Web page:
Acupuncture is a nonpharmacological treatment option for multiple different diseases and symptoms. Although numerous studies have been done regarding the efficacy of acupuncture, there only been a few landmark high-quality randomized controlled trials. The article mainly focuses on the evidence of these high-quality studies. This in-office procedure has varying degrees of efficacy. Acupuncture treatments include nausea, pain, allergies, hot flashes, breathing difficulty, mood disorders, dyspepsia, and even tobacco use. Acupuncture is mainly safe. Local side effects can occur, but they typically resolve reasonably quickly after removing the acupuncture needle. Acupuncture is most commonly used in the treatment of chronic, noncancer pain in adults.
Acupuncture is a system of medical treatment and ideology based on the principle of applying small needles or pressure to specific points in the body. The origins of this treatment system are grounded in traditional Chinese medicine (TCM), with underlying philosophical principles associated with Confucianism and Taoism. Under this ideology, health stems from the alignment of qi, which means “vital energy” and encompasses the yin/yang dichotomy that flows through all of the physical worlds. Five elements are the foundation of this theory of qi: wood, water, fire, earth, and metal. A blockage or excess of any disrupts this vital energy. Acupuncture aims to open the blockage or reduce the excess of qi flowing through specific channels in the body, known as meridians. Under this ideology, health is not simply the absence of disease, but rather the functioning interconnection of wellness. There are no isolated symptoms, but rather each symptom arises in the context of blockage or excess specific to the individual. Balancing the qi restores the interconnectedness, thus restoring wellness.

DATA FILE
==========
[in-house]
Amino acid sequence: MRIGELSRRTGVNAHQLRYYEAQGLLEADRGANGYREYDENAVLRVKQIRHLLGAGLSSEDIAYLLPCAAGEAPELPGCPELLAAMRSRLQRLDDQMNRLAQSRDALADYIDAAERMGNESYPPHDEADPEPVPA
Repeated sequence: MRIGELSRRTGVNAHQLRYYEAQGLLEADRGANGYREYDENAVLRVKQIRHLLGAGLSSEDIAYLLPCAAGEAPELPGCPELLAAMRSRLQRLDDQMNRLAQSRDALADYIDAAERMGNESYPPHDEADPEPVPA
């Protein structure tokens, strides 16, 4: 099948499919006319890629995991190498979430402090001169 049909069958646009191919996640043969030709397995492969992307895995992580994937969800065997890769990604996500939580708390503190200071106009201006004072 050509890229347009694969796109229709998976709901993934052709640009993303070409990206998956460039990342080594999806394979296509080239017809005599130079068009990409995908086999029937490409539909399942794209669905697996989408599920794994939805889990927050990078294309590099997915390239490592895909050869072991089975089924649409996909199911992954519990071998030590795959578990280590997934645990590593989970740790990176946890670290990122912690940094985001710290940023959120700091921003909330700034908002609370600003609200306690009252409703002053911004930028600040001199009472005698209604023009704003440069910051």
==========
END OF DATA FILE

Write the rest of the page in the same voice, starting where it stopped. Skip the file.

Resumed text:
Although acupuncture originated in TCM, its migration to the West was through other Asian countries, chiefly Korea and Japan. Many consider this a relatively recent movement; however, Osler himself mentioned acupuncture in his writings on medicine in the 1700s. However, acupuncture was considered for some time as a fringe treatment and not part of legitimate medical care. The efficacy of acupuncture is changing. Up to 1.5% of the US population has utilized acupuncture at some point, and the service is even available at many top academic medical centers in the United States. Acupuncture is seldom used as a sole treatment, however, but rather in conjunction or as an adjunct to traditional medical care.
As more studies are done showing the efficacy of acupuncture to treat various types of pain, insurance companies are beginning to take notice. Acupuncture is now an in-office procedure covered by multiple insurance providers. Multiple studies have shown the effectiveness in the treatment of back pain, either acute or chronic, knee pain secondary to osteoarthritis, myofascial pain, and headaches . However, it must be noted that there is a significant placebo effect. There is power in belief. Many studies show not only acupuncture leading to superior pain relief for various ailments but also sham acupuncture. However, given the overall positive patient response, limited side effect profile, and little to no cost on the healthcare system, acupuncture is an essential alternative treatment modality .
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